Juana Nakfour, Senior Software Engineer in the AI Center of Excellence for the office of the CTO at Red Hat, answers questions around the Red Hat's Open Data Hub below.

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Open Data Hub VideoJuana Nakfour 

Hi Juana. For starters, why don’t you tell us about your project?

So, our project is an open source community project called Open Data Hub. It’s an end-to-end AI/ML platform.

What’s "end-to-end" mean, in this case?

¨End-to-end¨ means we provide all the tools for all the users of an AI/ML platform. From the data engineer to the data scientists to the DevOps and business intelligence users.

Gotcha. What’s it based on?

It's based on all open source projects such as Jupyterhub, Apache Spark, Seldon, Prometheus, Grafana and Argo. So there's a lot of flexibility in getting the community to innovate and contribute It is easy to use, because it's basically very easy to install and straightforward to use those tools. You can download it today, in a Red Hat OpenShift installation, from the catalog.

What do you think led to these projects happening in the first place?

I think behind a lot of challenges today, with regards to the data scientist and developers on AI/ML software engineering, is the fact that there are a lot of different concepts they have to be aware of. Open Data Hub makes it easier for them to just jump in and start writing their code that's AI/ML- specific, and not worry about where this is running, or what containers are running on. These projects help the community more than anything in AI/ML workflow development.

In your own words, can you explain the importance of being open source?

I like the word "open," meaning you can see every single line of code. And not only can you see it, but you can make improvements. You have the freedom to make improvements. That means you have this large group of people coming together, and that's where innovation happens. They all come together, discuss things, and try to fix things. That's where you see innovation happening for us.

For Red Hat and for Open Data Hub, that's our number one.

What are some other benefits that will come with being open source?

I think the open source part also plays into how flexible the platform is. From an Open Data Hub perspective, or any open source project, most of the time it's modular, so you can take components, and put components in according to your specifications. You pick tools and install them based on your individual requirements and needs.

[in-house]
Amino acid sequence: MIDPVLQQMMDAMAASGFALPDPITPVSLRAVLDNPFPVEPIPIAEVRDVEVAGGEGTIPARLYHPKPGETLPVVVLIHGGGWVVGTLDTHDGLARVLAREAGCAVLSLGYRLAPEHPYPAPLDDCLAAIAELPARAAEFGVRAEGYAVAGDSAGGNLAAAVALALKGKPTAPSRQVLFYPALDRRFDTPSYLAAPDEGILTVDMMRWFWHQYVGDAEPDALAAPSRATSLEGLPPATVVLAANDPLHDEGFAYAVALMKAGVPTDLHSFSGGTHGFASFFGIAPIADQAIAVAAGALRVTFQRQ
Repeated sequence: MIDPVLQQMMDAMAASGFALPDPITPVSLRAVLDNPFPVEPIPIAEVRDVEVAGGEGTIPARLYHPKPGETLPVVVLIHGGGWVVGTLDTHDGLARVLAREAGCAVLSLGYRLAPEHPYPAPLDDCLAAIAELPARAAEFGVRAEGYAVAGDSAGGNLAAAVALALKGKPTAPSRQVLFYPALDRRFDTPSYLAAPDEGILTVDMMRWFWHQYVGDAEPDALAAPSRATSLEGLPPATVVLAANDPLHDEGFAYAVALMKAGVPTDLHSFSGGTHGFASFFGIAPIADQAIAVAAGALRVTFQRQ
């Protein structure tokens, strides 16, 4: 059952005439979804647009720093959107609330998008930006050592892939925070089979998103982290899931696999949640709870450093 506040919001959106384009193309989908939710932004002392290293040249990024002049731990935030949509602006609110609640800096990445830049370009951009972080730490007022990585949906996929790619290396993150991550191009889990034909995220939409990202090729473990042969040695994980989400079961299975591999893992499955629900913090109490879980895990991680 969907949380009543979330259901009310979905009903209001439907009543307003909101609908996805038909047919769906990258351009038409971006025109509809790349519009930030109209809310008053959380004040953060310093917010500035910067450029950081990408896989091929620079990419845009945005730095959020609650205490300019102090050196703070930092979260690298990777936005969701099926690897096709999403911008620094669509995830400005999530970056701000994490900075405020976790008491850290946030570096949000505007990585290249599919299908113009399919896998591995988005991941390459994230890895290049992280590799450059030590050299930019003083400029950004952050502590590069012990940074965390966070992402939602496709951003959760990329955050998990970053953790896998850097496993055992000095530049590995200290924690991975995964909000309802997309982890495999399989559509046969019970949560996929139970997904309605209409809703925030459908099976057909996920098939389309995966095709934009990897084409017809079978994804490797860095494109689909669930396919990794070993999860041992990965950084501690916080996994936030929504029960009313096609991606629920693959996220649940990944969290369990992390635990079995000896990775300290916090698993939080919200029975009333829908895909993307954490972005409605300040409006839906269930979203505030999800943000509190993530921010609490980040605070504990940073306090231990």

Operators are the focus, I suppose.

Open Data Hub is a meta-Operator that has a lot of tools packaged together that can easily install an end-to-end AI/ML platform at once. Just the fact that they're modular and all in together, connected, means you can use module A, together with module P together with module E, which makes it easier for data scientists and engineers to develop faster.

These are very complex systems, though.

AI/ML is a complicated system. And there's a lot of modules that need to work together, from the beginning of data ingestion, to the middle of data science and data analysis, to the end of data model serving in DevOps and monitoring. It’s a complicated system, and we're putting it all together and providing it for users.

So like you just said, it sounds quite complex and complicated. How do you make sure that you avoid any glitches and make sure it's all running smoothly?

That was going to be my next question.

First, it's open source. This is community driven. So any issues you have, you can come to the community.

But, we have a monitoring system at the end of the deployment that I mentioned, which actually monitors how your models are performing and gives you feedback to see if there are any issues. And Openshift, as a platform itself, has a lot of monitoring tools that helps DevOps operators figure out where the problem is, where the issues are.

It has tools to restrict resource usage, to avoid issues with the platform. There are always balances. But the tools we have to resolve bugs are the tools everyone is using to track them, and every member of the team is in the trenches, writing code, solving bugs.

Final question: Personally, what is the most exciting part of this work?

I like to invent things. Especially when I can invent something that provides something new to the open source community. I guess just contributing back to the open source community makes me feel like I've added something to the open source world, and to users ́ experience. And to the whole AI/ML platform.

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